Influential U.S. lawmakers called on Thursday for levying a new income tax to pay for the war in Afghanistan, warning its costs pose a mortal threat to efforts like a sweeping healthcare overhaul.
"Regardless of whether one favors the war or not, if it is to be fought, it ought to be paid for," said the a joint statement from the lawmakers, all prominent Democratic allies of President Barack Obama.
The proposed "Share The Sacrifice Act of 2010" came with Obama set to announce within weeks his decision on whether to send more US troops to fight the war, now in its ninth year.
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The group included House Appropriations Committee Chairman Dave Obey; Rep. John Murtha, who chair that panel's defense subcommittee; and House Financial Services Committee Chairman Barney Frank.
The proposal, a heavily symbolic measure seen as having next to no chance of becoming law, would impose a war surtax on income beginning in 2011 — though it would allow the president to delay implementation by one year upon deciding the US economy is too weak to sustain such a tax shift.
It also would exempt members of the U.S. military who have served in combat since the Sept. 11, 2001, terrorist strikes, their families, and families of soldiers who died as a result of combat.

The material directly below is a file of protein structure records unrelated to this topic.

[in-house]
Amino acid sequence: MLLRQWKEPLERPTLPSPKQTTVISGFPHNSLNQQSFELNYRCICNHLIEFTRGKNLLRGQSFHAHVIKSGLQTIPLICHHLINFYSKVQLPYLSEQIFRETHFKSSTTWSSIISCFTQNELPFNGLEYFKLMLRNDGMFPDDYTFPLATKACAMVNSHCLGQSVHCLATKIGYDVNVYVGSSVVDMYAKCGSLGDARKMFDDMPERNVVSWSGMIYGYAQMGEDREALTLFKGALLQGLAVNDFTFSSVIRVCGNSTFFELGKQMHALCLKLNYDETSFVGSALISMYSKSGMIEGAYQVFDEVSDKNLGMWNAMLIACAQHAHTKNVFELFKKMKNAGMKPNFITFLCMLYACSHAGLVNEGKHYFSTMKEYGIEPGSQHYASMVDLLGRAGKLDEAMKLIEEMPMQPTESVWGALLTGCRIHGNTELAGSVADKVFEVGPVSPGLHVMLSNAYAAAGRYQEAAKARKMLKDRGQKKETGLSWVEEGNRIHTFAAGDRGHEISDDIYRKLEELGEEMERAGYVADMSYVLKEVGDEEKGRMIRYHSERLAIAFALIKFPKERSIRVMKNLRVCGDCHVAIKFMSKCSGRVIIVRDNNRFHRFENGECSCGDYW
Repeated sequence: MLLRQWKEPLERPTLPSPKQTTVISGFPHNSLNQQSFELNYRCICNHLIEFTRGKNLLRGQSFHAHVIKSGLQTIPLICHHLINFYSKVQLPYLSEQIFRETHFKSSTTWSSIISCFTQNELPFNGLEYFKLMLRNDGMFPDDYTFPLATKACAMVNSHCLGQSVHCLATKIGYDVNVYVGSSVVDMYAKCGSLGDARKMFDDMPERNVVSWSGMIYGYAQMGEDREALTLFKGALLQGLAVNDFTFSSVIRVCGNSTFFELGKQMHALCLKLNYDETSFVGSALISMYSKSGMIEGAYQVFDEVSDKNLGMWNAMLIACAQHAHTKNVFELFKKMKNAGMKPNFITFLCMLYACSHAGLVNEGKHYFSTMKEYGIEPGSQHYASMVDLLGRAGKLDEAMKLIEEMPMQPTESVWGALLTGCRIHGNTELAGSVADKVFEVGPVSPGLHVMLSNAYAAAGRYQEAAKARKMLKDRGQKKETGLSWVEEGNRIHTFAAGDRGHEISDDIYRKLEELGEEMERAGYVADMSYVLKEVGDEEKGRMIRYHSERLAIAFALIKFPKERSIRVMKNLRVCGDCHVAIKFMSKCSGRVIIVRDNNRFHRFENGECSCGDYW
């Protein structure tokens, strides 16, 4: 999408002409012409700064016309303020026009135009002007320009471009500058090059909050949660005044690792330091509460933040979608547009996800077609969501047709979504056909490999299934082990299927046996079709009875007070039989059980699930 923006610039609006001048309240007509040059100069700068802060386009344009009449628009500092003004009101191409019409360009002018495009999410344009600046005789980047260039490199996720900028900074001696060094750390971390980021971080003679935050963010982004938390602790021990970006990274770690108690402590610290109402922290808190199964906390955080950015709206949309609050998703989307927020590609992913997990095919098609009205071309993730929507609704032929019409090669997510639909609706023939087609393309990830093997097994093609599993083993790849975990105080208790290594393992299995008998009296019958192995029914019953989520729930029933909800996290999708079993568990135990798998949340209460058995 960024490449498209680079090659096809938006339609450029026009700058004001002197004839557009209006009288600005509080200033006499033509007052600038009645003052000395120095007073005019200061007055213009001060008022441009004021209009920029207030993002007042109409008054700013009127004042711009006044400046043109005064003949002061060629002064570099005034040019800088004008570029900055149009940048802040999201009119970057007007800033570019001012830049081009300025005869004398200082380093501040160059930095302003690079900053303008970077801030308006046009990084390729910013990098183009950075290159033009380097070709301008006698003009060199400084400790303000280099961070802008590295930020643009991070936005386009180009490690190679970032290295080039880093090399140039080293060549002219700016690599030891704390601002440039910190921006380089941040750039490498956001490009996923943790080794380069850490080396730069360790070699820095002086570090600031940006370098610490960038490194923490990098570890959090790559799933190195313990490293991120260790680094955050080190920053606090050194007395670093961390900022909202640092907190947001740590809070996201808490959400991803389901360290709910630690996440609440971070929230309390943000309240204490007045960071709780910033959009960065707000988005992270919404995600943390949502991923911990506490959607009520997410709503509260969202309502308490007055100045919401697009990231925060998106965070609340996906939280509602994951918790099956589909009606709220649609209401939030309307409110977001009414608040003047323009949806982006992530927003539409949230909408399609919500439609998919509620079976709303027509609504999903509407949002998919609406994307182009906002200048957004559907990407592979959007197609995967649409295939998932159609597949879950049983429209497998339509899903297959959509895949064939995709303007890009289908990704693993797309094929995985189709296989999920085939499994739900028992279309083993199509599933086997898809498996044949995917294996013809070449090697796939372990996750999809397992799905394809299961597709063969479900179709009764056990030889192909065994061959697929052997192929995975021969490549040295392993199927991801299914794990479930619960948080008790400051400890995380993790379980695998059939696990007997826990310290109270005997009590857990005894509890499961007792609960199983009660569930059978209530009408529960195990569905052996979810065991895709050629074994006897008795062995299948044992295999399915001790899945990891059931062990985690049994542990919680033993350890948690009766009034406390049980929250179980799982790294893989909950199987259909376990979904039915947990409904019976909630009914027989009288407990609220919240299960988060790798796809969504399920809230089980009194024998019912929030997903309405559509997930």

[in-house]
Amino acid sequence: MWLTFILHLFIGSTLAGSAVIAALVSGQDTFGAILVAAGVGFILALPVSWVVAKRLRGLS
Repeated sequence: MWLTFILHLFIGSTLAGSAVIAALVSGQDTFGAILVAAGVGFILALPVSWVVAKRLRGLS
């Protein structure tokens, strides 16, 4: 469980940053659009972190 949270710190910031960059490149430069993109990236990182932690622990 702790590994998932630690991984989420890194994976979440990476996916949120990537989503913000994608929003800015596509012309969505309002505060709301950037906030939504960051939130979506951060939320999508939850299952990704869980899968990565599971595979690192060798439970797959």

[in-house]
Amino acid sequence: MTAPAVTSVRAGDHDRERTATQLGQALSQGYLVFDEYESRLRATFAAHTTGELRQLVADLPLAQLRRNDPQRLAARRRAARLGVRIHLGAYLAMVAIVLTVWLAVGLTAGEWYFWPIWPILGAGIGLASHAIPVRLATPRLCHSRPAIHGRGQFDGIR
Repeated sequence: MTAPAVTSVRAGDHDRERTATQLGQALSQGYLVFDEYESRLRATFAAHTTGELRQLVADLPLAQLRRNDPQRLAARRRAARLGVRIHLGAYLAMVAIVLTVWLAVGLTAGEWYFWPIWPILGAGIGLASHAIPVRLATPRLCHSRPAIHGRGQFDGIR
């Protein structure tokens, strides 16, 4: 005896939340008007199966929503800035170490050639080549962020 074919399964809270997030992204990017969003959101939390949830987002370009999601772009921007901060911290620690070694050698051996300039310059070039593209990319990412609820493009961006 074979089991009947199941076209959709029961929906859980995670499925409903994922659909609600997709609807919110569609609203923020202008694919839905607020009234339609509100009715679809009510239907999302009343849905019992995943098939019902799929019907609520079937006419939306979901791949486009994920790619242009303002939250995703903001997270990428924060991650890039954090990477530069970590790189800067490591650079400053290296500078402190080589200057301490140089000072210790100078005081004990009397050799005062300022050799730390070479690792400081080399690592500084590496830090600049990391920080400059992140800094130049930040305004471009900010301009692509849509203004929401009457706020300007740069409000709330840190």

"The only people who've paid any price for our military involvement in Iraq and Afghanistan are our military families," the lawmakers said. "We believe that if this war is to be fought, it's only fair that everyone share the burden."
If the war is not paid for, its costs "will devour money that could be used to rebuild our economy by fixing our broken healthcare system, expanding educational opportunities and job training possibilities, attacking our long term energy problems and building stronger communities," they said.
The measure would create a three-tiered change in income tax with the goal of paying for all of the war's costs.
Couples earning up to $150,000 per year would see a 1 percent increase in their regular tax level, from 15 percent to 15.15 percent.
For those making between $150,000 to $250,000 a year or $250,000 or above, the president would have to set the rate increase high enough to pay for the remaining war costs, and in such a way that the middle-tier earners pay half what the top earners do.
The war costs roughly $68 billion a year, which would mean that the middle tier would see its rate rise from 28 percent to 29.5 percent, while the top would climb from 33 percent to 36.6 percent, according to a person familiar with the plan.
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